Powershell v2.0 Script to Rename Local and Remote Machine User Accounts…

by Andy Grogan on May 16, 2010 · 2 comments

in Powershell, Quick Tips, Windows 2008, Windows Server 2003 (General)

One of the things that I do once I have built a server is to re-name the default Administrative Account on the local machine (which I am sure is common amongst most of you) .
I have been meaning for a while to write a Script in Powershell which accomplishes the above task (rather than relying on either manual methods or indeed a trusty VBScript) – but until recently I have not had the chance to sit down a compose one.

In this article I would like to share with you a sample Powershell v2.0 script which can rename accounts on either a local or remote machine (as long as both machines are running Powershell v2.0 and have Windows Remote Management enabled to accept remote management requests).

If you would like to make use of the script download it (below) to a suitable location on your computer, open a Powershell Window (make sure that the Execution Policy for Scripts is at least “RemoteSigned” – for information on how to accomplish this see here) and then navigate to the location where you have stored the script and type in .\RenameLocalandRemoteUserAccounts.ps1


Upon the scripts execution you will be asked if you would like to rename a local user account (e.g. one which resides on the machine where the script has been executed from – or an account on a remote host) – to proceed – type in either “l” for local or “r” for remote.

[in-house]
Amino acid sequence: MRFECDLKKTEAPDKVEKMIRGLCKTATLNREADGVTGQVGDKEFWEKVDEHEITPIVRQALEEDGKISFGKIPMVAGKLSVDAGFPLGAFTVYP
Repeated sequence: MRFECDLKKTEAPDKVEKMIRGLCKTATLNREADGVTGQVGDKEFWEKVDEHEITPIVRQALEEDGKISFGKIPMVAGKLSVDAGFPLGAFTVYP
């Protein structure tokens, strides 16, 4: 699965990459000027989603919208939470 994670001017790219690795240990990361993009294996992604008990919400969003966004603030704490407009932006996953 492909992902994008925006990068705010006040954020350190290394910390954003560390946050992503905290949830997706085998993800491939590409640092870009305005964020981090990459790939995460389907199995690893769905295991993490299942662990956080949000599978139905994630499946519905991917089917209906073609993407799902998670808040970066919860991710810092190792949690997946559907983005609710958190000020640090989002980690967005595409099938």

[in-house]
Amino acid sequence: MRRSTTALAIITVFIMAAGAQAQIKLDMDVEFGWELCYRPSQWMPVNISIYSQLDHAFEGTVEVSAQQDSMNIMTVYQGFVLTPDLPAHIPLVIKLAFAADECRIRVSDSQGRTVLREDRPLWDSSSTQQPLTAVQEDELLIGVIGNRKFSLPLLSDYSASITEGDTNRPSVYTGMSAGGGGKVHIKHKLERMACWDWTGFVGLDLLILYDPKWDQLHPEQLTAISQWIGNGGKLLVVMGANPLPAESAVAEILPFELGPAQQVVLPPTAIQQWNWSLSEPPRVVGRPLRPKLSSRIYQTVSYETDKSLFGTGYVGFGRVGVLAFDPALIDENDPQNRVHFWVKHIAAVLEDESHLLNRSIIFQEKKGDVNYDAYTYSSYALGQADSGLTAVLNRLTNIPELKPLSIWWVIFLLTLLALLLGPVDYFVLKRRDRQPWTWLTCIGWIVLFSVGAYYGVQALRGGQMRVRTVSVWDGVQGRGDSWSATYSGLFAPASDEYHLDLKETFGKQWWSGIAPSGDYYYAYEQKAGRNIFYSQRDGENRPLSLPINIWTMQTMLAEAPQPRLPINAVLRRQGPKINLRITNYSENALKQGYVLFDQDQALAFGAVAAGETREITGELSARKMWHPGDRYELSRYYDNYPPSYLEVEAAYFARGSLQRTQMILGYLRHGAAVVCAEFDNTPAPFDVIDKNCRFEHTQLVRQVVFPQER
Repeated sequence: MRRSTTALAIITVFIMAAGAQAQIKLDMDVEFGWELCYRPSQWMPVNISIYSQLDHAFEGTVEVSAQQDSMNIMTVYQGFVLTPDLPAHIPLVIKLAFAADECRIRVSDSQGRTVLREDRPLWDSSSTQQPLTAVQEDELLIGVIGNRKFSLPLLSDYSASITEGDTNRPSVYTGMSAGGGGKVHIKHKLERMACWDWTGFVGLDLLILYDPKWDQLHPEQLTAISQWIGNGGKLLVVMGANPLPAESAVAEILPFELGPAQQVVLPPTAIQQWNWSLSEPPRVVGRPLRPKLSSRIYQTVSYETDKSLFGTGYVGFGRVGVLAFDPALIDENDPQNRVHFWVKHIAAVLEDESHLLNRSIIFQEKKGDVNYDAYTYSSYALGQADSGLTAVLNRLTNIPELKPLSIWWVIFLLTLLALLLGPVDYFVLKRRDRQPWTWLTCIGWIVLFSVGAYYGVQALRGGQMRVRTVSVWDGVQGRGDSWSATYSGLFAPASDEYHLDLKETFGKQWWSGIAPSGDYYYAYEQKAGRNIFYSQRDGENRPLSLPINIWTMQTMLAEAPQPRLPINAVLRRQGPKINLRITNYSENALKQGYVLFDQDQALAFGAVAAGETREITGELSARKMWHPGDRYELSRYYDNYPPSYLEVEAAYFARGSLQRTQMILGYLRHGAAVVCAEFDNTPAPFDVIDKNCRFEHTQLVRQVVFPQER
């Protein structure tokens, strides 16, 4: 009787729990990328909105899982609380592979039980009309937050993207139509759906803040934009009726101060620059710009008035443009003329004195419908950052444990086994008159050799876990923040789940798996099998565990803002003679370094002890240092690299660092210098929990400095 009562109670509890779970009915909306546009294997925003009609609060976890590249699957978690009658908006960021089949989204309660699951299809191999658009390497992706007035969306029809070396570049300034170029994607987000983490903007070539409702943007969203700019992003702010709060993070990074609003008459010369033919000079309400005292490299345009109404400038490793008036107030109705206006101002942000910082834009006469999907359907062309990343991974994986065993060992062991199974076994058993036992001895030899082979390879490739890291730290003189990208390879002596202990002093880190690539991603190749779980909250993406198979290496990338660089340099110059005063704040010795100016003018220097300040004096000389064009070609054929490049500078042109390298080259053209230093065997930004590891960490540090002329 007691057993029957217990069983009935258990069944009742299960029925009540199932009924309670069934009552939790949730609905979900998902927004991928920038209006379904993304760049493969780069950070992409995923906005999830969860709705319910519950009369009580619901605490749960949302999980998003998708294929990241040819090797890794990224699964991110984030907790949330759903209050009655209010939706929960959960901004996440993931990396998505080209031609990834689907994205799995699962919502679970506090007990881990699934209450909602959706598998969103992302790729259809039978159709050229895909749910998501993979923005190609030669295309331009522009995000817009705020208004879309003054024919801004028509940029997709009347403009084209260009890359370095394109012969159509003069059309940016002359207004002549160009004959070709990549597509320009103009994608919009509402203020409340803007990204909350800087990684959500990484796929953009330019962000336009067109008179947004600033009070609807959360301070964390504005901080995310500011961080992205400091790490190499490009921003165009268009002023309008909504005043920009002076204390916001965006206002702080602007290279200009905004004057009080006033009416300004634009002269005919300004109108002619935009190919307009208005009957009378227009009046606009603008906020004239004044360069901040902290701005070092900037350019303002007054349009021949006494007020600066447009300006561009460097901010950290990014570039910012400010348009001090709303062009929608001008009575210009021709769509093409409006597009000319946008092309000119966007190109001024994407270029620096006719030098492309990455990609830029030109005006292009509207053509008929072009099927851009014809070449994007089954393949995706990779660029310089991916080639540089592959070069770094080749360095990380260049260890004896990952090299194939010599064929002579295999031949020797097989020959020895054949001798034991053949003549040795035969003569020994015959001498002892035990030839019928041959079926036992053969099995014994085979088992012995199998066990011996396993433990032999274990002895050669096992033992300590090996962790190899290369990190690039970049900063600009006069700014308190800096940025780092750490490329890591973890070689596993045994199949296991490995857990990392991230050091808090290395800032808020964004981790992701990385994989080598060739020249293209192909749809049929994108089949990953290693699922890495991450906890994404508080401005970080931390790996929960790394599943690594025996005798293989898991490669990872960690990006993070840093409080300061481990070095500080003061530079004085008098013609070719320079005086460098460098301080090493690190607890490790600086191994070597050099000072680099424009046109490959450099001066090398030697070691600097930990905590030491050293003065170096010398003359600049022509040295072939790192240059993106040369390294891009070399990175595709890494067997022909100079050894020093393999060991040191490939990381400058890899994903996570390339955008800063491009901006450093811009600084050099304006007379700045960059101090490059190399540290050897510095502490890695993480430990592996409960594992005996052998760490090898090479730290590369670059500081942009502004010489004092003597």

The remainder of this article will be based around if you have chosen to use the remote mode (as it contains some additional steps – but the process of renaming the account is exactly the same as if you were working in remote mode) – see below;


If you have opted to work on a remote machine – you will be asked to provide the NETBIOS domain name of your target machine – after confirming your choice by pressing – you will be presented with a dialog box requesting session logon credentials – you will need to ensure that the account which you provide has administrative rights on the target machine – see below;


The script will then enumerate all of the local accounts on the machine that you have requested and present them to you as a numbered list – see below;


Choose the number of the account that you would like to rename – then when asked provide a value for the new name of the account – see below;


Press the key and the script will then rename the account – you will be presented with a “Script Completed” message when processing is completed – see below;


I hope that someone finds this little script useful – during my research I found a number of scripts which were similar; but could not find one quite like it with all the functionality that I wanted so I hope the source code will help give others an idea.

{ 2 comments… read them below or add one }

Conrad June 2, 2011 at 7:01 pm

Quick question, when you encapsulate a variable in two + signs what does that do exactly? For instance lines 22 and 33 of this script.


Blondinette May 29, 2014 at 8:35 am

Fantastique article, pérennise de cette façon


Leave a Comment


Previous post:

Next post: